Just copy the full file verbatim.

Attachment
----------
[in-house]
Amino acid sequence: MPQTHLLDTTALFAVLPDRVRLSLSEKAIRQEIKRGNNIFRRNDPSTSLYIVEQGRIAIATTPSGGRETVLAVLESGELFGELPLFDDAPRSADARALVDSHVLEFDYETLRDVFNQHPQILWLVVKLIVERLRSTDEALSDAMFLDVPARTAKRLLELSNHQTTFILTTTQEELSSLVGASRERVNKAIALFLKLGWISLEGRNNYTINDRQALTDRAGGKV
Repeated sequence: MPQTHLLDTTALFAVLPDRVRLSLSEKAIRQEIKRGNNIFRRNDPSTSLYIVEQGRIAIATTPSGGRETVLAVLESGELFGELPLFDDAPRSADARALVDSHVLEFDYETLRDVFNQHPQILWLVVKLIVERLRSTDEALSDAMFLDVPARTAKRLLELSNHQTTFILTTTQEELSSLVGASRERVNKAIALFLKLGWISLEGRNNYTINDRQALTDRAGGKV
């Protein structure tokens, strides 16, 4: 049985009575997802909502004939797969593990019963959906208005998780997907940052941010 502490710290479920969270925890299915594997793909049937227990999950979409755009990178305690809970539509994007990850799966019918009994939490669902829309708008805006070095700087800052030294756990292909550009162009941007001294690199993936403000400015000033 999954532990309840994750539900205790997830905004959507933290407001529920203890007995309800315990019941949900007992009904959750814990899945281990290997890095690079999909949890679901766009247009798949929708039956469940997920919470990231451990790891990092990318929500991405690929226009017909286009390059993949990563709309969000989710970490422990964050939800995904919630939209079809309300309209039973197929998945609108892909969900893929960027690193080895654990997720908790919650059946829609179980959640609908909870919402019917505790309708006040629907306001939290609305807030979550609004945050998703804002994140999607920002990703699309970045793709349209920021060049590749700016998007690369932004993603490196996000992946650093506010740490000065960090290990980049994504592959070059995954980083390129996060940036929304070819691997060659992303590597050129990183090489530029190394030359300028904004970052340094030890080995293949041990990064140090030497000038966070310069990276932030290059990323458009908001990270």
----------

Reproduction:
[in-house]
Amino acid sequence: MPQTHLLDTTALFAVLPDRVRLSLSEKAIRQEIKRGNNIFRRNDPSTSLYIVEQGRIAIATTPSGGRETVLAVLESGELFGELPLFDDAPRSADARALVDSHVLEFDYETLRDVFNQHPQILWLVVKLIVERLRSTDEALSDAMFLDVPARTAKRLLELSNHQTTFILTTTQEELSSLVGASRERVNKAIALFLKLGWISLEGRNNYTINDRQALTDRAGGKV
Repeated sequence: MPQTHLLDTTALFAVLPDRVRLSLSEKAIRQEIKRGNNIFRRNDPSTSLYIVEQGRIAIATTPSGGRETVLAVLESGELFGELPLFDDAPRSADARALVDSHVLEFDYETLRDVFNQHPQILWLVVKLIVERLRSTDEALSDAMFLDVPARTAKRLLELSNHQTTFILTTTQEELSSLVGASRERVNKAIALFLKLGWISLEGRNNYTINDRQALTDRAGGKV
């Protein structure tokens, strides 16, 4: 049985009575997802909502004939797969593990019963959906208005998780997907940052941010 502490710290479920969270925890299915594997793909049937227990999950979409755009990178305690809970539509994007990850799966019918009994939490669902829309708008805006070095700087800052030294756990292909550009162009941007001294690199993936403000400015000033 999954532990309840994750539900205790997830905004959507933290407001529920203890007995309800315990019941949900007992009904959750814990899945281990290997890095690079999909949890679901766009247009798949929708039956469940997920919470990231451990790891990092990318929500991405690929226009017909286009390059993949990563709309969000989710970490422990964050939800995904919630939209079809309300309209039973197929998945609108892909969900893929960027690193080895654990997720908790919650059946829609179980959640609908909870919402019917505790309708006040629907306001939290609305807030979550609004945050998703804002994140999607920002990703699309970045793709349209920021060049590749700016998007690369932004993603490196996000992946650093506010740490000065960090290990980049994504592959070059995954980083390129996060940036929304070819691997060659992303590597050129990183090489530029190394030359300028904004970052340094030890080995293949041990990064140090030497000038966070310069990276932030290059990323458009908001990270």